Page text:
Legends of Hockey - Spotlight - One on One with Jean Beliveau
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(November 26, 2001) -- Perhaps no other man in hockey's history embodies and defines ability and success more than Jean Beliveau. A gentleman off ice, a competitor on, a man of integrity and pride his whole career, his life has been a series of successes. Funnily enough, he holds no single NHL record, yet put all of his "near" records into one man and you have the archetype for all those record holders. His 507 career goals is not a record, but it ranks among the rarest of feats--the 500-goal club. Ditto for his 1,219 points and 1,125 games played. His 176 career playoff points is no longer tops, and even his amazing ten Stanley Cups was surpassed by teammate Henri Richard. And yet, the sum total of all of Beliveau's achievements ranks him among the statistcial greats.

And then there is the man, the player away from the numbers. Tall and strong, he proved himself physically early on with a couple of one-sided fights and then never had to prove himself again. A graceful skater with fluid stride, he played with a tenacity that belied--or, perhaps, confirmed--his gentleman's reputation.

As a captain, he believed he had three responsibilities. "I always said," he explained, "a captain has three roles on the team. One, is during a game, when the fans and referees are watching him. Two, his role between management and the players, and to be available to the players at all times, whether it's for hockey reasons or personal reasons. And three, a captain must represent his team and city well." No one--neither teammate nor opponent--could argue he did anything but carry out these duties impeccably during his years with the "C" on his sweater. His values were instilled to him as a boy growing up, both from his parents and the Sacred Heart brothers.

Of all his Stanley Cup glories, Beliveau, like many others before and since, cherishes his first Cup most of all. "In 1956, we finally won the Cup," he says with satisfaction even today. "Ever since I was a boy, I dreamt of two things: one, to wear the sweater of the Montreal Canadiens; and two, to win the Stanley Cup. In '54 and '55, we lost to Detroit. We came so close, but we never won. Then, finally, in 1956, we won."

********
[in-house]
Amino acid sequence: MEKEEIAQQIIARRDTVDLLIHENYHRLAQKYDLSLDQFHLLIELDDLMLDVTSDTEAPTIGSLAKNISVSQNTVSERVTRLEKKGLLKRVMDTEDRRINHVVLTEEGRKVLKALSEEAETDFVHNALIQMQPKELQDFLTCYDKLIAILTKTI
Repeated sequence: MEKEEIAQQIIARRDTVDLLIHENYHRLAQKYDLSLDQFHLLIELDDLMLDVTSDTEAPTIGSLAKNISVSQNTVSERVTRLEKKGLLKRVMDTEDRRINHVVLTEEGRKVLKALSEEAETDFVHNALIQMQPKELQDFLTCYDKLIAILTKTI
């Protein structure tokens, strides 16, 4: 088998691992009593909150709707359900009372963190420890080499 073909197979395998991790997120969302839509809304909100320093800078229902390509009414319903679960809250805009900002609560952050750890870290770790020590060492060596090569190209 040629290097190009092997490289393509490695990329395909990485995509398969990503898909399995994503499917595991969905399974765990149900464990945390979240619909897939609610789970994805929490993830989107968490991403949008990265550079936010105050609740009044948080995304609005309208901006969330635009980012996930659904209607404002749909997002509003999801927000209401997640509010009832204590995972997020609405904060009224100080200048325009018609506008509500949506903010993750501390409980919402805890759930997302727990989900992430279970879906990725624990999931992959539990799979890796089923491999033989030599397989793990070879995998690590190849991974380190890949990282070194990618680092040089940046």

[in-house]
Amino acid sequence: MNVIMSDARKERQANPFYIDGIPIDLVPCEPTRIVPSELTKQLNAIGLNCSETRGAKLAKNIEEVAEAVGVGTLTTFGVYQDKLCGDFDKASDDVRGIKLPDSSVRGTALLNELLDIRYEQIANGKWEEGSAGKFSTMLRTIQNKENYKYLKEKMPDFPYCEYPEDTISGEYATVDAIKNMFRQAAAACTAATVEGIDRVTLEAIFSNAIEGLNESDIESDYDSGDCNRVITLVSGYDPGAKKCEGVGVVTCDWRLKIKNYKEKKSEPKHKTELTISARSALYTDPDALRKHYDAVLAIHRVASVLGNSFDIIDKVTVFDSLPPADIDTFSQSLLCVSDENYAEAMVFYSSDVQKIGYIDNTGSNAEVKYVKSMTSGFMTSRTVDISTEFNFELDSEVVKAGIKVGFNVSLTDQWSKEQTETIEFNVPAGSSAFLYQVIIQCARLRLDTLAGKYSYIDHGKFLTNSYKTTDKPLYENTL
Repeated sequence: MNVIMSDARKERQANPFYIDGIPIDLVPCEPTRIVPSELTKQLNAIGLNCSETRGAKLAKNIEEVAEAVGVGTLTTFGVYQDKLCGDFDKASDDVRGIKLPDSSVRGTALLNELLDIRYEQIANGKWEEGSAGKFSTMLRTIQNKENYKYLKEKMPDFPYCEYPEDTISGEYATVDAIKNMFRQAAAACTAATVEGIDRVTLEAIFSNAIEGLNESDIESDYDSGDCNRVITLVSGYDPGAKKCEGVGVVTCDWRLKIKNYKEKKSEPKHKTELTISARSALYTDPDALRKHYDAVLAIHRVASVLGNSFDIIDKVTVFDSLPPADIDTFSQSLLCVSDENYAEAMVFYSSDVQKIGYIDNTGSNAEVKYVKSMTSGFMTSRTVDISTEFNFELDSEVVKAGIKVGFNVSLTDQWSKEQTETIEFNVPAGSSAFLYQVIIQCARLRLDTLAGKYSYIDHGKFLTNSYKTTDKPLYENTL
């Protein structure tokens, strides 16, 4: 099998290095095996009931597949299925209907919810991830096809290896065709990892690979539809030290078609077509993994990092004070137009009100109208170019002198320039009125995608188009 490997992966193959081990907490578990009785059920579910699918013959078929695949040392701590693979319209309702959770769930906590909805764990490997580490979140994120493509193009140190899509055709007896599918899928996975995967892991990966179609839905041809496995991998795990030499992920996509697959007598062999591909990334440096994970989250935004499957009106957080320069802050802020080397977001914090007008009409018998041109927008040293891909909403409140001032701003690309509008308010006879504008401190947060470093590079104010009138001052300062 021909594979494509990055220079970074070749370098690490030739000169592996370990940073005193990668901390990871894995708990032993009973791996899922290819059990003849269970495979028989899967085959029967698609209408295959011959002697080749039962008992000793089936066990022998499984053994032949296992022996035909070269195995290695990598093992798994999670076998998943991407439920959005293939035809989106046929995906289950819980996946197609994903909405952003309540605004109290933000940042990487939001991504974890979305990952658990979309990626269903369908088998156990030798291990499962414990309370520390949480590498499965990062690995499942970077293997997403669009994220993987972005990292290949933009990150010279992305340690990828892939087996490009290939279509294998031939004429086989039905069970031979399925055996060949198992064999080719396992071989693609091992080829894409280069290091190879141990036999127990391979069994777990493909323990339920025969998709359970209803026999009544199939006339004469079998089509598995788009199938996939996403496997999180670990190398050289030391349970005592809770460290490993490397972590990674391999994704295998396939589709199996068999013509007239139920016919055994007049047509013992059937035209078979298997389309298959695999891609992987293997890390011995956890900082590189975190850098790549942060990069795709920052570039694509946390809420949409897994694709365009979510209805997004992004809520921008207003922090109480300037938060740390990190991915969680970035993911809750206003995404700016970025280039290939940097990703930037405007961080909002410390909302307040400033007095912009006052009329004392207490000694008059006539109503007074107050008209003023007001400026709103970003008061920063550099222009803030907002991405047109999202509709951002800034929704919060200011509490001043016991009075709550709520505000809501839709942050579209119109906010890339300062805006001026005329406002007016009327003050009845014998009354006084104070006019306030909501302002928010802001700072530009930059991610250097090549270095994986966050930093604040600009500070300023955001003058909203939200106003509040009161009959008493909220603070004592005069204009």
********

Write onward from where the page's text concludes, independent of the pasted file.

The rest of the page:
Yes, he won, and then won again and again and again! In Montreal, the Stanley Cup parade not only became an expected annual tradition, it was a celebration that took longer and longer. Some years, the route stretched 12 or 13 kilometres and took hours to complete, though one hilarious moment sticks out in Beliveau's mind. "One year, we were going along Sherbrooke Street, and a wedding party was just coming out of the Ritz Carlton hotel. Everyone from their reception was soon near the road, and as we came by the bride ran from the groom, crossed the crowd, and came up to me and gave me a big kiss!" Indeed, that's how Beliveau lived every day in Montreal, from the minute he signed with the Habs to the present. "One of the most enjoyable things in my life," he said, summing up his reverence by the Montreal fans, who even today knock on his front door looking for autographs and photos with Le Gros Bill.

Beliveau is also appreciative for the skill and talent with which he was blessed. "In the summers, when I was young," he explained, "I used to work for my father who had a job with Shawinigan Water & Power, which later became part of Quebec Hydro. If I hadn't played hockey, I probably would have followed him and worked for Hydro all my life," he said with a slight chuckle at the miscast sight of that image.

Although he doesn't skate himself any more, he still goes to many home games of the Canadiens, and like many in Montreal laments the downfall of the once great team. "They have made some bad trades," he opined, "and never got enough in return. That and bad drafting have been their main problems the last few years."

Beliveau still would like to have won the 1967 Cup during Canada's Centennial, a finals series he credits two men with winning. "Bower and Sawchuk beat us," he said simply, in reference to the two ancient guardians of the Leafs' cage. No matter. Beliveau won more than his share, anyway during a spectacular career!